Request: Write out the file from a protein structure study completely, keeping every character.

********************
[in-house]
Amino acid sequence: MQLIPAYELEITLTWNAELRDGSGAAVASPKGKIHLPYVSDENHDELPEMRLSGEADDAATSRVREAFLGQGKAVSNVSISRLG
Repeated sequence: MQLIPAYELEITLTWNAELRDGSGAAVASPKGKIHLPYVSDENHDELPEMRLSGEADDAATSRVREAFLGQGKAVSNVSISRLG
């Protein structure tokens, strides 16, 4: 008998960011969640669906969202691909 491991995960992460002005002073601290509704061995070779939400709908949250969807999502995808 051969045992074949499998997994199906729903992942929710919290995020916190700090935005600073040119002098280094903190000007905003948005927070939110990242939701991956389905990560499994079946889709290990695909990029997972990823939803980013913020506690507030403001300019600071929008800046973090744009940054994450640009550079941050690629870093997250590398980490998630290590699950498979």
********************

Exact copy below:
[in-house]
Amino acid sequence: MQLIPAYELEITLTWNAELRDGSGAAVASPKGKIHLPYVSDENHDELPEMRLSGEADDAATSRVREAFLGQGKAVSNVSISRLG
Repeated sequence: MQLIPAYELEITLTWNAELRDGSGAAVASPKGKIHLPYVSDENHDELPEMRLSGEADDAATSRVREAFLGQGKAVSNVSISRLG
């Protein structure tokens, strides 16, 4: 008998960011969640669906969202691909 491991995960992460002005002073601290509704061995070779939400709908949250969807999502995808 051969045992074949499998997994199906729903992942929710919290995020916190700090935005600073040119002098280094903190000007905003948005927070939110990242939701991956389905990560499994079946889709290990695909990029997972990823939803980013913020506690507030403001300019600071929008800046973090744009940054994450640009550079941050690629870093997250590398980490998630290590699950498979």